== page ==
History, Evolution, and The Darwin Debate

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Ken Miller on ID

May 8th, 2008 · No Comments

Kenneth R. Miller: Countering Intelligent Design
by Sarah Gold, Religion BookLine — Publishers Weekly, 5/7/2008
Brown University biologist Kenneth Miller, author of Only a Theory: Evolution and the Battle for America’s Soul (Viking, June; reviewed in PW April 14), is a leading opponent of intelligent design and a member of the Catholic Academy of Sciences of the United States.

RBL: How did you become involved in the debate over intelligent design?

Miller: In 1981, a group of students in Campus Crusade for Christ invited a scientific creationist to campus and asked me to debate him. I put them off but listened to an audio tape of a lecture to know where this guy was coming from. The more I listened, the more upset I got, on two grounds. The first was the scientific misrepresentation and distortions; the second was that these guys would dare to say, “We speak for religion.” The group sold so many tickets that we had to move this debate to the hockey rink, and I whupped the guy. In his own in-house newsletter he said that this guy Miller at Brown was the most effective evolutionist debater he had ever encountered.

RBL: Another biologist has been addressing issues of science and faith: Richard Dawkins. How do you feel about the “new atheism” of Dawkins, Christopher Hitchens and others?

Miller: The best, the clearest, and most incisive writer about evolutionary theory alive on the planet is Richard Dawkins. He also is—and I told him this to his face—the most evangelical atheist I’ve ever met. He believes that religion is not only false and incorrect but also a destructive force in society and therefore needs to be eliminated. Now he’s welcome to hold that opinion, but I think very often his writing gives the impression that he is speaking for science itself. And he’s not, because, if God is defined as a force outside of nature, then the existence or nonexistence of God is simply not a scientific question, because science can only deal with things that are in nature.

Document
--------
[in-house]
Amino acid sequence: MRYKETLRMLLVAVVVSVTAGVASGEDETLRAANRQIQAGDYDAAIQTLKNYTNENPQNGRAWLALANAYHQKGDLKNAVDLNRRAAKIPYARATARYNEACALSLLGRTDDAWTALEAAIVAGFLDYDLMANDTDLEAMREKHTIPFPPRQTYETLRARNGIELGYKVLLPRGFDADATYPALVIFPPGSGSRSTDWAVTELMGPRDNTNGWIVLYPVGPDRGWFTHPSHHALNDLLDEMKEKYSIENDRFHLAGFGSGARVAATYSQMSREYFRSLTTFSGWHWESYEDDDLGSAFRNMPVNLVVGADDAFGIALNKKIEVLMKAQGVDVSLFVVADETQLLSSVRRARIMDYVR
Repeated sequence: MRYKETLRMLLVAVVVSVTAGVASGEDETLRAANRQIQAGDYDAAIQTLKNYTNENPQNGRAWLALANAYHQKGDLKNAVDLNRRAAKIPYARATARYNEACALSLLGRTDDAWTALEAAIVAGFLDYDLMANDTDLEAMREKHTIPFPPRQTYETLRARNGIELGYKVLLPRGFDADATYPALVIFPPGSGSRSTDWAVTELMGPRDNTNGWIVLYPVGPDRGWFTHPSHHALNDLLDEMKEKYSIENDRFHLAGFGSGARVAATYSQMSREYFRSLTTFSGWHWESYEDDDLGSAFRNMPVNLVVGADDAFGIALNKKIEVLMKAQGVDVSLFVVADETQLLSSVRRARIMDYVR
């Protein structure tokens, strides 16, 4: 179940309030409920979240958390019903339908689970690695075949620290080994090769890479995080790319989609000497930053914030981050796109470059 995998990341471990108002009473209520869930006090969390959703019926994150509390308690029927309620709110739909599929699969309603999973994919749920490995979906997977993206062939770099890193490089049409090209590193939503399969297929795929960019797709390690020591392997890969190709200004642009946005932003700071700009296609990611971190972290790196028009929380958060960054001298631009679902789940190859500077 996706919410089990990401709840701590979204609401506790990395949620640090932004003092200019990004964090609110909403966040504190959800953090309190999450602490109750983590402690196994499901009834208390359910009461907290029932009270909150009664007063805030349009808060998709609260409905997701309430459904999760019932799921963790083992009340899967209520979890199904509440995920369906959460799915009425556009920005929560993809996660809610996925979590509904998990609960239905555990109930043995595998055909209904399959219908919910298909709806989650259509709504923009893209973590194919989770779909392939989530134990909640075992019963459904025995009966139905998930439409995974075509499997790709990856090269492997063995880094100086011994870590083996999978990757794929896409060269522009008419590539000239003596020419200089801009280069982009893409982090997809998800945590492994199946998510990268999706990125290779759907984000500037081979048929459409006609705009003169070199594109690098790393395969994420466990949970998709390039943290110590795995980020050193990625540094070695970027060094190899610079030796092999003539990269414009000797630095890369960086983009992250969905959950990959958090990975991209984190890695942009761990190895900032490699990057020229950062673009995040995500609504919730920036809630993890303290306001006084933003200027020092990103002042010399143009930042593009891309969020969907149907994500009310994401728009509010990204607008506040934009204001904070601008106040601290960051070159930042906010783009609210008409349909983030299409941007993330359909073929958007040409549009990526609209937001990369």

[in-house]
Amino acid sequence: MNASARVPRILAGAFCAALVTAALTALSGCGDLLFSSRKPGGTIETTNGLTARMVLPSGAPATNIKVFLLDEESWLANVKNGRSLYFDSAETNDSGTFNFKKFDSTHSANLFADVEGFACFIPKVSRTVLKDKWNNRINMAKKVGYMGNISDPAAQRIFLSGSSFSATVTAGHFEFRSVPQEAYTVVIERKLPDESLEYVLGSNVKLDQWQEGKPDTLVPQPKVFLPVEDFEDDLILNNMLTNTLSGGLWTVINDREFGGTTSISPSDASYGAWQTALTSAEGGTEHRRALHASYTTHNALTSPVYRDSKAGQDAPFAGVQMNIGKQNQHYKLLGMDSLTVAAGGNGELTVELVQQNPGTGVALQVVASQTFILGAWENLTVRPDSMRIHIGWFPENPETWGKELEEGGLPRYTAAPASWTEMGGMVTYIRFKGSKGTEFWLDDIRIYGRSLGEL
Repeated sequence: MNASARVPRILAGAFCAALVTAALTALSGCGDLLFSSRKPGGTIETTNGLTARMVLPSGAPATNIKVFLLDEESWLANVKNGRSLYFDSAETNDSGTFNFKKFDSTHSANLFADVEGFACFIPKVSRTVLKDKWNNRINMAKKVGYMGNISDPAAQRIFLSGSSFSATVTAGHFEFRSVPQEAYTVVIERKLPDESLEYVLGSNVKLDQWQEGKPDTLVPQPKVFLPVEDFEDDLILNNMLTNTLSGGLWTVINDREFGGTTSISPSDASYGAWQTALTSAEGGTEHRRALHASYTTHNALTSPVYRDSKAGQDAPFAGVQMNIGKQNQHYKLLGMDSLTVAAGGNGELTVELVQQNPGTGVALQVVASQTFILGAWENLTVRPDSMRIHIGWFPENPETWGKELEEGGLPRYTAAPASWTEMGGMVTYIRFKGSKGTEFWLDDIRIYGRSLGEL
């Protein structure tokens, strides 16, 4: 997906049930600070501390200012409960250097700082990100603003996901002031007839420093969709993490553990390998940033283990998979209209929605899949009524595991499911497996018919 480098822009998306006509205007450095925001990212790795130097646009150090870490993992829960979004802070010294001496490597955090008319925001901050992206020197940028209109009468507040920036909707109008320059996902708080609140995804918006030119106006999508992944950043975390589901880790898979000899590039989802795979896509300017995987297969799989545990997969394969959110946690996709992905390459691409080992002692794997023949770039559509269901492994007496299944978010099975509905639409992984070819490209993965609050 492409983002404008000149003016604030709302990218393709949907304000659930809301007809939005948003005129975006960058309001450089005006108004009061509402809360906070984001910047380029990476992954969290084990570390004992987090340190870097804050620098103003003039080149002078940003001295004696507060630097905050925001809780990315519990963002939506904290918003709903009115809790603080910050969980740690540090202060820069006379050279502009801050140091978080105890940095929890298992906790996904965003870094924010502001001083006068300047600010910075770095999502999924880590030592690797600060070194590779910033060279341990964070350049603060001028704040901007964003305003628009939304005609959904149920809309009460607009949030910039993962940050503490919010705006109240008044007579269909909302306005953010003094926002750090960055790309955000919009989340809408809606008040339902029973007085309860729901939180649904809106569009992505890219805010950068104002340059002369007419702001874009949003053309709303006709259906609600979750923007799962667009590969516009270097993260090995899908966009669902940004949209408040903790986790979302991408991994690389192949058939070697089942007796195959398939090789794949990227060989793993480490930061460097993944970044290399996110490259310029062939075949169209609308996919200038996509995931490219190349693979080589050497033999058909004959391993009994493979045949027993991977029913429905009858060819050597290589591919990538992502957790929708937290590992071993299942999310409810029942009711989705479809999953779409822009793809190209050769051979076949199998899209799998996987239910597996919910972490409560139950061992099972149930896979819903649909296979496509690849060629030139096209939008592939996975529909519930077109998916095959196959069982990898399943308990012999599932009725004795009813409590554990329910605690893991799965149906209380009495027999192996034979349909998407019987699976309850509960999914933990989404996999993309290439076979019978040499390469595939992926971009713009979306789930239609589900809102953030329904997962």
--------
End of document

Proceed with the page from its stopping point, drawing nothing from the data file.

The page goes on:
The Templeton Foundation has asked 10 individuals to write 1,000-word essays [http://www.templeton.org/belief/] on the question: does modern science make religion obsolete? They asked if I would mind going one-on-one with Christopher Hitchens. He’s already sent me a 500-word screed ripping me and my essay apart, and I have had great fun writing 500 words back at him and expect a couple more exchanges.

RBL: I’d like to ask about Michael Behe, a leading proponent of intelligent design whom you have occasionally debated. You’re both practicing Roman Catholics, you’re both biologists. How did you end up with completely opposite views on evolution and intelligent design?

Miller: I have long since given up trying to figure out why other people think the way they do. But I have an interesting background. My father was brought up in a very strict Catholic family and was guided by his mother into seminary. After two and a half years, he decided he liked girls too much and dropped out. Later he met a really nice girl in New Jersey, my mother, who turned out to be Protestant, and they got married. My mother converted to Catholicism, but we lived with my mother’s Protestant parents. I didn’t go to Catholic school but did go to catechism and lived in a town that was around 40% Jewish. My first couple of girlfriends were Jewish.

I got into science at an early age and I never saw any conflict between science and religion. That’s the ethos of modern Catholicism. If you go to the new biology building at Notre Dame University, inlaid on the floor are the words, “Nothing in biology makes sense except in the light of evolution.”

Tags: Evolution

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